La Joya ISD Superintendent Alda T. Benavides said administrators are going back to the drawing board at the third budget workshop of the summer.
The general fund as proposed is $28 million over budget, with an anticipated $308 million in expenses. That includes raises for employees, but it doesn’t include another $30 million in special projects.
“Needless to say, between here and … the next board meeting, we’re going to do some work to bring those numbers down,” said Alfredo Vela, assistant superintendent of finance. “There’s no way we can bring a budget that is $50 to $60 million short to the board.”
The next workshop is scheduled for July 29. The board is scheduled to adopt the budget in August.
Already, Vela said the shortfall includes more than $28 million in projects already under construction, like the sports and learning complex at the golf course. There’s not much that can be trimmed there. Budget officers will take a hard look at special requests from departments, which add up to $3.6 million, but Vela said they’d be looking at the entire budget.
Trustee Oscar “Coach” Salinas said the board is all about taking care of the district’s staff, but they’re hearing complaints from parents that several schools need sidewalks or roofing. The district also needs quality facilities for education, Salinas said.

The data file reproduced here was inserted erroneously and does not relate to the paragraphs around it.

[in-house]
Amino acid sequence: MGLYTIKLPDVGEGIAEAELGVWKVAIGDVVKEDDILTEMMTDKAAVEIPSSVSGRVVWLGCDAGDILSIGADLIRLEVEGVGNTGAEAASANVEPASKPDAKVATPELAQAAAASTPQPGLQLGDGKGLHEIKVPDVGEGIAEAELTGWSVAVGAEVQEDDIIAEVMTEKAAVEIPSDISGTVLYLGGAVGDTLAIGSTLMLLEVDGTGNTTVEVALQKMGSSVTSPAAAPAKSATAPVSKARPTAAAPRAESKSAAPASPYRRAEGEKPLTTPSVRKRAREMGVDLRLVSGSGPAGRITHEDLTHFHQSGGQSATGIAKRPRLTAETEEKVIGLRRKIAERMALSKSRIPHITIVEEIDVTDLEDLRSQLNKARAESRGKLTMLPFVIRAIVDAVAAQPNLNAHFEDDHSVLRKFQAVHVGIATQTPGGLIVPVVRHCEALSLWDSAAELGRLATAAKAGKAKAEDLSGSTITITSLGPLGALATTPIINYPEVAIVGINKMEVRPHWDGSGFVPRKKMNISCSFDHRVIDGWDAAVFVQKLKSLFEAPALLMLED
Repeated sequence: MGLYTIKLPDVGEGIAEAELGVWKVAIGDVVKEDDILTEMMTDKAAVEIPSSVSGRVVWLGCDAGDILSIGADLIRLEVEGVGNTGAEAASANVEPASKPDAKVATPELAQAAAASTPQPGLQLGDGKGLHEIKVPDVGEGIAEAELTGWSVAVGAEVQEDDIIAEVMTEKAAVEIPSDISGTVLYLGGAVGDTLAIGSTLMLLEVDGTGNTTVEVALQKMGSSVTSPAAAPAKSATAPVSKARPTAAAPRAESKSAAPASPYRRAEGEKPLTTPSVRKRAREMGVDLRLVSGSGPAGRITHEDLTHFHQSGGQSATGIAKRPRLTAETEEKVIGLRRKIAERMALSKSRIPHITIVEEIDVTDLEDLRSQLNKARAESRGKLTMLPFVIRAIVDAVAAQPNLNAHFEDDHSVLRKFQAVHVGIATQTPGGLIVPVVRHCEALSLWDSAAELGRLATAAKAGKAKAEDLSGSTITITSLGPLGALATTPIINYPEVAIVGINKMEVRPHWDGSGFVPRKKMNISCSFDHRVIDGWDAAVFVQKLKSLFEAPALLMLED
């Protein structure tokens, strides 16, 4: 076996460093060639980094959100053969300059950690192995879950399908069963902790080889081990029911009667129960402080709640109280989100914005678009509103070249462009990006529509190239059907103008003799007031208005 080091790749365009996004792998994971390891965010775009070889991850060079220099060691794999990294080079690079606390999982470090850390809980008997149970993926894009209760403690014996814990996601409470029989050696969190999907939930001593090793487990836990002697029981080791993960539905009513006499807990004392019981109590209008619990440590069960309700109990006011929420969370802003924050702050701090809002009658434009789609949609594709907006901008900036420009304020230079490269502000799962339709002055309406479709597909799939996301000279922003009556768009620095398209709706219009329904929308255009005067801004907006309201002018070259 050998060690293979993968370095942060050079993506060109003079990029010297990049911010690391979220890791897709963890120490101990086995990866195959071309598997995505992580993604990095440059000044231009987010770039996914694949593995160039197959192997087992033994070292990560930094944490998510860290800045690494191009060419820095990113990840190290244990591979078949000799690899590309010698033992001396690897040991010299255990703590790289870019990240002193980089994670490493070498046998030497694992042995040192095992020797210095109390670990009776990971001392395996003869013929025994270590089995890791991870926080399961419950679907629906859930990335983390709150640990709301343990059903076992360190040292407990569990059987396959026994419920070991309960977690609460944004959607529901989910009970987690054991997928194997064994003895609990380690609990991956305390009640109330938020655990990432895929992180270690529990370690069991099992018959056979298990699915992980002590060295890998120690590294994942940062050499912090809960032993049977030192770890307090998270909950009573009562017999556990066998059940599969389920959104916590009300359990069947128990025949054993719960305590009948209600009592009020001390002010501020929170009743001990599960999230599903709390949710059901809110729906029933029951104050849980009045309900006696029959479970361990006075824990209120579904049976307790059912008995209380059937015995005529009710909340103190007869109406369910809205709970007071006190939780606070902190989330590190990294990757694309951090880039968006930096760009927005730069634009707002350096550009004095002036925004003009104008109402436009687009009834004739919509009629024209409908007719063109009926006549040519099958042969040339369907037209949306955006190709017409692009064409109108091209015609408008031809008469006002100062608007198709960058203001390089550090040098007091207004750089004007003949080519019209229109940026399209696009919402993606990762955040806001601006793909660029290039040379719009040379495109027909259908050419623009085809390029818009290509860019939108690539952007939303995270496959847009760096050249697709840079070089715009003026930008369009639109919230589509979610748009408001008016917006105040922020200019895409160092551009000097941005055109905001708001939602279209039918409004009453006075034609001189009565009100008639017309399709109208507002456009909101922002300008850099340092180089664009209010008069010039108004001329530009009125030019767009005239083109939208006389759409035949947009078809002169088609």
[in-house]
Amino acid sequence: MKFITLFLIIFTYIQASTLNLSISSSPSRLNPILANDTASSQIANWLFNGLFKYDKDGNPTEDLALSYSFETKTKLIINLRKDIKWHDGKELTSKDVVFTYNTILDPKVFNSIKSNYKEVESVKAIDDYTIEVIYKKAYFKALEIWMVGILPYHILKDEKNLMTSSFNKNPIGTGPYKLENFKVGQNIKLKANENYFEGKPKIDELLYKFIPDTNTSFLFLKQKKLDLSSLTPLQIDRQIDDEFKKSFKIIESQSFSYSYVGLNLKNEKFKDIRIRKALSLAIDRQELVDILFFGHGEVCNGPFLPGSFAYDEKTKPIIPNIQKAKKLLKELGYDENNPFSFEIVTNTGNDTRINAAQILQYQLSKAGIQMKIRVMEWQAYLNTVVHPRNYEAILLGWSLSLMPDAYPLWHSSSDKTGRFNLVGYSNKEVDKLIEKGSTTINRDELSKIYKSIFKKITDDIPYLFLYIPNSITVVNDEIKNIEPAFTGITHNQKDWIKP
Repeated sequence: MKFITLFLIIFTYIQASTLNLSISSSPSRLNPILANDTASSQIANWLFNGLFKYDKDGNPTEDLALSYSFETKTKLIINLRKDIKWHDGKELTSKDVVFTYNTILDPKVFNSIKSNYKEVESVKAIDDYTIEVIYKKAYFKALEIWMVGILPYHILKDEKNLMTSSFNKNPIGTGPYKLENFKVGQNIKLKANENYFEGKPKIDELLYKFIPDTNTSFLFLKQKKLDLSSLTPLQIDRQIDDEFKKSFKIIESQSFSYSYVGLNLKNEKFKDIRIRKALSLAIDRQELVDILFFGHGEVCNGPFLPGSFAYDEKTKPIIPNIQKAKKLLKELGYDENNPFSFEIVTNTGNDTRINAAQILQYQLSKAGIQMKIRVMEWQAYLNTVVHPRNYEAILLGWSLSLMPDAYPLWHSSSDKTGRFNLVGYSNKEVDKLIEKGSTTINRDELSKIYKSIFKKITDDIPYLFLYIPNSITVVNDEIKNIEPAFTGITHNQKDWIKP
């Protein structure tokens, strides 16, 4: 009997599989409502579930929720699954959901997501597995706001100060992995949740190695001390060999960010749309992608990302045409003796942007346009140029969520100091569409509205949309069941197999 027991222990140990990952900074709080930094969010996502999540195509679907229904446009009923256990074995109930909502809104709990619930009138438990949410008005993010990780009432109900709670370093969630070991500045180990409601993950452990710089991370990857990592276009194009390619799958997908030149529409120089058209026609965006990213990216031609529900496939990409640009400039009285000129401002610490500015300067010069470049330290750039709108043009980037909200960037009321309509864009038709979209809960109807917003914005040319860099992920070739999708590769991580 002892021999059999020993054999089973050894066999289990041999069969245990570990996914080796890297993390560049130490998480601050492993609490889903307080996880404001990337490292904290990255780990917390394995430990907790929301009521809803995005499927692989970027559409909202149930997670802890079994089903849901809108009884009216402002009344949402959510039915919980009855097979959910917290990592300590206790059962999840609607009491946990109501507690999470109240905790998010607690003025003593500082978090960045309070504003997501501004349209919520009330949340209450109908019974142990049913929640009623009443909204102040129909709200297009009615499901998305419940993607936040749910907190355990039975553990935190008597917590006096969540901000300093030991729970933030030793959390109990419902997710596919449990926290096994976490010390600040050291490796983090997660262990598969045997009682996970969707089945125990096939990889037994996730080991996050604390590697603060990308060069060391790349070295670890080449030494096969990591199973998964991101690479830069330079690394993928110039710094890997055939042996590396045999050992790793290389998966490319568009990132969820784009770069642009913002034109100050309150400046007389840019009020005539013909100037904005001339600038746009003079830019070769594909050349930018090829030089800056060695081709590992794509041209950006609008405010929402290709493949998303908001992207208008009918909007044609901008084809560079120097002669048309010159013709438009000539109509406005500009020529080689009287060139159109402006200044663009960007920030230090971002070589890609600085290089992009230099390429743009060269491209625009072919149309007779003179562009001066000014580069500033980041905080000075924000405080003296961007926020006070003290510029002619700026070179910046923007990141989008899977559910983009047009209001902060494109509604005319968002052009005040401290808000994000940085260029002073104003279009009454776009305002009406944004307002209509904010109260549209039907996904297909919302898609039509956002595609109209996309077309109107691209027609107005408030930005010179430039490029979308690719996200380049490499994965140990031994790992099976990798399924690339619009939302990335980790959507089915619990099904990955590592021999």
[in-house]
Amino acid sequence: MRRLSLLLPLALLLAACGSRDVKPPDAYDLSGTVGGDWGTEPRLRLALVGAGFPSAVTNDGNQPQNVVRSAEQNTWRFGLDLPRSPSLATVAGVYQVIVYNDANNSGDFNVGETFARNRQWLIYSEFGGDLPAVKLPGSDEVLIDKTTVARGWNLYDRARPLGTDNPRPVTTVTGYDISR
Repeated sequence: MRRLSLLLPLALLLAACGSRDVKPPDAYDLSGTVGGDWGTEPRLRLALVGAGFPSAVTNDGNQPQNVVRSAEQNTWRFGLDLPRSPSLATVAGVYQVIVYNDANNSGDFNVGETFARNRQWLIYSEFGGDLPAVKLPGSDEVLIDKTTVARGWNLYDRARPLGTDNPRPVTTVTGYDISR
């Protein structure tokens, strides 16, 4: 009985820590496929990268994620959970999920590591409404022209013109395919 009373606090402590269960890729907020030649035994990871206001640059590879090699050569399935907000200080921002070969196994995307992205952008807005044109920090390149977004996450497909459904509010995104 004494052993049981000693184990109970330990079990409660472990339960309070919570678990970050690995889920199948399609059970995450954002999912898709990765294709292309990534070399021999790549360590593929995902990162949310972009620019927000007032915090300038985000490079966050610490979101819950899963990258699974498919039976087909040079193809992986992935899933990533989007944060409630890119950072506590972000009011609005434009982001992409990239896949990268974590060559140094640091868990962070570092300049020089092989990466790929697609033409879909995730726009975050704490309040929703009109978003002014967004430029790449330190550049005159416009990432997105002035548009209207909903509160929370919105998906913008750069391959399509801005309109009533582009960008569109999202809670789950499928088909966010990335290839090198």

And trustee Esperanza “Espie” Ochoa said many of the projects involved things like replacing gutters or putting in new doors for safety purposes.
“I mean all of these are needs,” Ochoa said.
Benavides emphasized the priority schools that would see upgrades this year are La Joya High School, Reyna Elementary, Leo Elementary and Benavides Elementary.
At previous workshops, board members have indicated they’d like to see pay raises for all staff, and budget officers recommended a $1,200 increase for teachers and presented options for a 2, 2.5 percent and 3 percent increase for noninstructional staff. The options would cost the district between $4.7 million and $7 million.
The budget projections don’t include a request by board members to increase the pay for teachers who have been with the district 20 years or longer. Ochoa said she wanted to see a break down of increases, where each year veteran teachers see a boost in pay. She said she also wanted the increases to cover nurses and librarians as well.
Benavides said the district is analyzing the numbers and how they affect the budget. She also said they’re looking into using that method to retain teachers, researching when the school district usually loses its teachers.
On the budget shortfall, Ochoa said one way to save money is to cut costs on events held at Mario’s Banquet and Conference Center. Instead, she said, those events could be held at central office. Also, she once worked in a school district that didn’t give central administration staff raises one year to balance the budget.
Board President Johnn Alaniz pointed out that $60 million is 20 percent of the budget for the district’s general fund.
“That’s not trimming the fat. That’s like taking a whole arm off,” he said. “We knew eventually we were going to get to this point because of everything we’ve been doing for our employees and the community. We need to think a little bit outside the box.”